When Two Worlds Collide

Reviewed by Gerardo

Heidi Brandenburg and Mathew Orzel, When Two Worlds Collide,Yachaywasi Films, Newport (UK), 2016.

On April 9, 2009 the calm that follows the rainy season in Peru's Amazonian jungle regions was broken by protests aimed at closing down both road and river traffic, and shutting down oil and gas pipelines. Led by AIDESEP (Interethnic Association for the Development of the Peruvian Rainforest), an organization composed of 96 local political federations representing 64 indigenous communities, the mobilization gained the support of the region’s mestizo population and the endorsement of national labor organizations, peasant federations, highland (Andean) indigenous organizations, human rights groups, youth collectives and student organizations. Not since the Juan Santos Atahuallpa rebellion (1742-1752) had Peruvians witnessed an Amazonian mobilization such as this one. As such, the uprising – which lasted fifty-four long days until June 18 – brought to the fore the deep divide between Peru's urban populations and the politically and culturally marginalized Amazonian indigenous peoples whom many Peruvians view as "uncivilized." In this sense, the protests marked the public appearance of Amazonian peoples as savvy and skillful political actors.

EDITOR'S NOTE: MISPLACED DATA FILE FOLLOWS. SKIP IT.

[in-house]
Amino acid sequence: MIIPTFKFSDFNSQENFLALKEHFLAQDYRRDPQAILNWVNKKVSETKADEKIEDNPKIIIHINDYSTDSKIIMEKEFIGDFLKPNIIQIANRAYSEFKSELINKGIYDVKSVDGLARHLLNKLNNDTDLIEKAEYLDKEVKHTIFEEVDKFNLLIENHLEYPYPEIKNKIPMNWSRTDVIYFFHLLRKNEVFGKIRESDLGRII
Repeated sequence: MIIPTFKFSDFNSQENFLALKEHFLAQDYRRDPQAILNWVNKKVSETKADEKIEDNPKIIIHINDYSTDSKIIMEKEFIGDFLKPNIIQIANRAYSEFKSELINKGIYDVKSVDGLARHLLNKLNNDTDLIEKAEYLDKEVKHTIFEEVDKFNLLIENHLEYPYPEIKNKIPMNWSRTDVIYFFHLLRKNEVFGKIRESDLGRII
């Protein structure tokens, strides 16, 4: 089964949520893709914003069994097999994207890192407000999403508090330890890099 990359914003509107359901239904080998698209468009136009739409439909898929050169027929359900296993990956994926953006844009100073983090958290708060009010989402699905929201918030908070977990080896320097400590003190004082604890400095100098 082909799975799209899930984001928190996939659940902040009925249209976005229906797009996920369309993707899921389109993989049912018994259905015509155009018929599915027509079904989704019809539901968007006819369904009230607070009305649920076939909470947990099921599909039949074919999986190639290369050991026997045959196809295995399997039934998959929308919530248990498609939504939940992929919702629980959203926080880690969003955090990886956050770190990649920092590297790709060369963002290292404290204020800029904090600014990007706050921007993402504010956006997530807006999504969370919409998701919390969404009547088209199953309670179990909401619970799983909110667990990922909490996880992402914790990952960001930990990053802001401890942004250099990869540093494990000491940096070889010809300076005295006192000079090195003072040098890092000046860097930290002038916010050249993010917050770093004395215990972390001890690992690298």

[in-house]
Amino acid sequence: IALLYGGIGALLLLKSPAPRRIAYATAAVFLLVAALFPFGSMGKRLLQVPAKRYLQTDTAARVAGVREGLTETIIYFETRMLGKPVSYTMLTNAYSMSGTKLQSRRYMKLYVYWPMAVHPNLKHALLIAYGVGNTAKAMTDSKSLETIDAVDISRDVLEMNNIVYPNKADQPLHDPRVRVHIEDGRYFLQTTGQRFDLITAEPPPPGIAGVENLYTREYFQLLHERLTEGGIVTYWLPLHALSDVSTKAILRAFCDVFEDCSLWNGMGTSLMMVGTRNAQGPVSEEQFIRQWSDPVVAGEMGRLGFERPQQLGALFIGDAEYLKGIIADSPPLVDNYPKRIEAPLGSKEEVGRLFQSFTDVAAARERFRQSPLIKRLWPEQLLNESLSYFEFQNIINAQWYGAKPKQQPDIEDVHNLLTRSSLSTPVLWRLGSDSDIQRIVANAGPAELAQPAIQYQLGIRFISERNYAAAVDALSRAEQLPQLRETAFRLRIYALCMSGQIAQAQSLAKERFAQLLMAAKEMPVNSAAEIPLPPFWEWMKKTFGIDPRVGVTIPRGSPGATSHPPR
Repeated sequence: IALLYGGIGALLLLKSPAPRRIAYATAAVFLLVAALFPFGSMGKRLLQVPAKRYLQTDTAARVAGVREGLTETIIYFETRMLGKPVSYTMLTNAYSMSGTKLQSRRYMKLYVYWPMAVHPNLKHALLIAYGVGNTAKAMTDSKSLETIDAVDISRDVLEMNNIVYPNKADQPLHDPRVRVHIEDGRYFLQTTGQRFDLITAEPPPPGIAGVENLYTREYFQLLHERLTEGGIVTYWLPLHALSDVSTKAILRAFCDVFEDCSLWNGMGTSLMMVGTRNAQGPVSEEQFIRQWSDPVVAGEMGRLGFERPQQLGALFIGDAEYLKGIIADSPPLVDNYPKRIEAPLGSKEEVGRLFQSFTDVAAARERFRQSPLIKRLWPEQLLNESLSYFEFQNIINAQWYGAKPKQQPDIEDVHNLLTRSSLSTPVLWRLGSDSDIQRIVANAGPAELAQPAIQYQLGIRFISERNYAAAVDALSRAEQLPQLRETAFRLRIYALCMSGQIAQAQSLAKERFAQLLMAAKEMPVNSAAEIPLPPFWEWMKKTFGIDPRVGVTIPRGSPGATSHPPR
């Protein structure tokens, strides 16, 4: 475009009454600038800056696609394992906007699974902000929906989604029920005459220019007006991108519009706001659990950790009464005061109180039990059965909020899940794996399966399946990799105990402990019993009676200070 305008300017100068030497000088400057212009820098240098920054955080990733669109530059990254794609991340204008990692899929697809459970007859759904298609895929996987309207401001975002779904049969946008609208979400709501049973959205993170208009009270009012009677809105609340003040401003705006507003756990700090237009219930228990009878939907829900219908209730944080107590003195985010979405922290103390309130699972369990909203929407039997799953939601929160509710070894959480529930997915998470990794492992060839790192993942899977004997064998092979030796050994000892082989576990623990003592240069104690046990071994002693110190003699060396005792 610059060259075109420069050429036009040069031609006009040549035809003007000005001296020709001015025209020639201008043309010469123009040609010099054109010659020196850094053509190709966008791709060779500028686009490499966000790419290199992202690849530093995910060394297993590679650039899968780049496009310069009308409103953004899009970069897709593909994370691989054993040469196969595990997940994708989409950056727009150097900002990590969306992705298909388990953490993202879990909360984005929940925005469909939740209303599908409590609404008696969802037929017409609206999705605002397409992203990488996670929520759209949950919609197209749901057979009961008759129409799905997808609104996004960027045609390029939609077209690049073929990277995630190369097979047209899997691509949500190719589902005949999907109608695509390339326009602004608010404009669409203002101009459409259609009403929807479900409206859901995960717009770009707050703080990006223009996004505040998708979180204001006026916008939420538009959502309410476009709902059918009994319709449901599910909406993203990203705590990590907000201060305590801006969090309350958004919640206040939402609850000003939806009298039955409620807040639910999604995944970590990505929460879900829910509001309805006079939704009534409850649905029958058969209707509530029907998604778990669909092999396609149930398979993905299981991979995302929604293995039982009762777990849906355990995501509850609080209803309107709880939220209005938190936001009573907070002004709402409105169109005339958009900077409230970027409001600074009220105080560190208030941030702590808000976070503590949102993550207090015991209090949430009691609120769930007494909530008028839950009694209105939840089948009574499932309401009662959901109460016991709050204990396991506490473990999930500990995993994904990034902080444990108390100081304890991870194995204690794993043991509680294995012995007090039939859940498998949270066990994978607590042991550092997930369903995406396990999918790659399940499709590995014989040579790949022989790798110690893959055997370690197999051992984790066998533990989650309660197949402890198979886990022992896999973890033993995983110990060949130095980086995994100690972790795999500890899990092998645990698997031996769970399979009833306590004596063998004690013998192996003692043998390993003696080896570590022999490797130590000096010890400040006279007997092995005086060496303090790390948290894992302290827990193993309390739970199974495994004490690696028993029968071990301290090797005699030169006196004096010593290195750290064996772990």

As a result of the uprising, AIDESEP and its President, Alberto Pizango, gained visibility and support among Peru's broad constellation of anti-neoliberal social movements. In the days that followed, these political forces coalesced to oppose a legislative package known as the “Law of the Jungle.” The legislative package had been decreed in 2006 by then president Alan Garcia, who made use of the extraordinary powers granted to him by his APRA party-controlled Congress to enact legislation that would allow for compliance with the US-Peru Free Trade Agreement that entered into force in February 2009. The controversial package included provisions that would privatize indigenous collective property; open “uncultivated land” to forestry corporations; grant private investors control of water and other natural resources; ease government control over protected areas; and allow the use of GMO (transgenic) seeds. In response to the government campaign of demonization and its threats to criminalize the protesters, indigenous groups escalated their direct action campaigns, and popular organizations staged local “civic strikes” in support of AIDESEP demands.

It was in this context, on June 5, 2009, that national police forces fired live ammunition into a large group of Awajun and Wampis protesters gathered at a blockade near a stretch of highway known as the Devil’s Curve in the northern Peruvian Amazon province of Bagua. In the nearby town of Bagua, police snipers fired at protesters from rooftops. Natives and mestizo townspeople responded by fighting back against the police in a confrontation that extended into the late afternoon. By the end of the day, twenty-three policemen and between ten and forty natives (depending on the sources) were reported dead, and at least two hundred wounded. Public outrage against Garcia’s decrees and the violent repression reached its climax with a national day of protest on June 11. In the capital city of Lima, a huge march – the largest since the July 2000 mobilization that led to the fall of then president Alberto Fujimori — reached the steps of Congress, where protesters demanded repeal of the Law of the Jungle.